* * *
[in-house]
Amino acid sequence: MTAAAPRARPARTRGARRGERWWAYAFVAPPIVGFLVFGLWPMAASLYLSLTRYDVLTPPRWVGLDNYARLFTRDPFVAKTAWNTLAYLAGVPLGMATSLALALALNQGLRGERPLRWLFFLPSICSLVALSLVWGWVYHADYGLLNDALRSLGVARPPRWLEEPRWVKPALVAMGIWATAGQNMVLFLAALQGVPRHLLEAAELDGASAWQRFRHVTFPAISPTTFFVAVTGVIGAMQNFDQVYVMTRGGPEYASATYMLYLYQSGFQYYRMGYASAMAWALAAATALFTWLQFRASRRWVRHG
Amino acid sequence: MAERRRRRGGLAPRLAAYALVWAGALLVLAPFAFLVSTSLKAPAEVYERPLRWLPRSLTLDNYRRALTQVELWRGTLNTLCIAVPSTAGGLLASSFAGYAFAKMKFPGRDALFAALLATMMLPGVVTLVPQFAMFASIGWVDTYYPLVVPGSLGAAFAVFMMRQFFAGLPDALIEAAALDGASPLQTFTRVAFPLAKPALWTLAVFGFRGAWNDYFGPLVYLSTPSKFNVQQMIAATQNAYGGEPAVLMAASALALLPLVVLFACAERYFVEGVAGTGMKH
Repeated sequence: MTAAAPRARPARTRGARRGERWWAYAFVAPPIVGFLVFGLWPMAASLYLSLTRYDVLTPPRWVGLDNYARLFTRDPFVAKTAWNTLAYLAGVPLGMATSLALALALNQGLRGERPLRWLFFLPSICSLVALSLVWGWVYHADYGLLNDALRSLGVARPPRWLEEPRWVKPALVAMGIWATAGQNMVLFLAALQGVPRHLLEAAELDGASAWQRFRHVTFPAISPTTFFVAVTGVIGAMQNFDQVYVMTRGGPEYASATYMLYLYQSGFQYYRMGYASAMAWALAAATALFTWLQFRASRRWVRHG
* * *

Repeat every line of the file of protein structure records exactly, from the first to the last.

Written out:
[in-house]
Amino acid sequence: MTAAAPRARPARTRGARRGERWWAYAFVAPPIVGFLVFGLWPMAASLYLSLTRYDVLTPPRWVGLDNYARLFTRDPFVAKTAWNTLAYLAGVPLGMATSLALALALNQGLRGERPLRWLFFLPSICSLVALSLVWGWVYHADYGLLNDALRSLGVARPPRWLEEPRWVKPALVAMGIWATAGQNMVLFLAALQGVPRHLLEAAELDGASAWQRFRHVTFPAISPTTFFVAVTGVIGAMQNFDQVYVMTRGGPEYASATYMLYLYQSGFQYYRMGYASAMAWALAAATALFTWLQFRASRRWVRHG
Amino acid sequence: MAERRRRRGGLAPRLAAYALVWAGALLVLAPFAFLVSTSLKAPAEVYERPLRWLPRSLTLDNYRRALTQVELWRGTLNTLCIAVPSTAGGLLASSFAGYAFAKMKFPGRDALFAALLATMMLPGVVTLVPQFAMFASIGWVDTYYPLVVPGSLGAAFAVFMMRQFFAGLPDALIEAAALDGASPLQTFTRVAFPLAKPALWTLAVFGFRGAWNDYFGPLVYLSTPSKFNVQQMIAATQNAYGGEPAVLMAASALALLPLVVLFACAERYFVEGVAGTGMKH
Repeated sequence: MTAAAPRARPARTRGARRGERWWAYAFVAPPIVGFLVFGLWPMAASLYLSLTRYDVLTPPRWVGLDNYARLFTRDPFVAKTAWNTLAYLAGVPLGMATSLALALALNQGLRGERPLRWLFFLPSICSLVALSLVWGWVYHADYGLLNDALRSLGVARPPRWLEEPRWVKPALVAMGIWATAGQNMVLFLAALQGVPRHLLEAAELDGASAWQRFRHVTFPAISPTTFFVAVTGVIGAMQNFDQVYVMTRGGPEYASATYMLYLYQSGFQYYRMGYASAMAWALAAATALFTWLQFRASRRWVRHG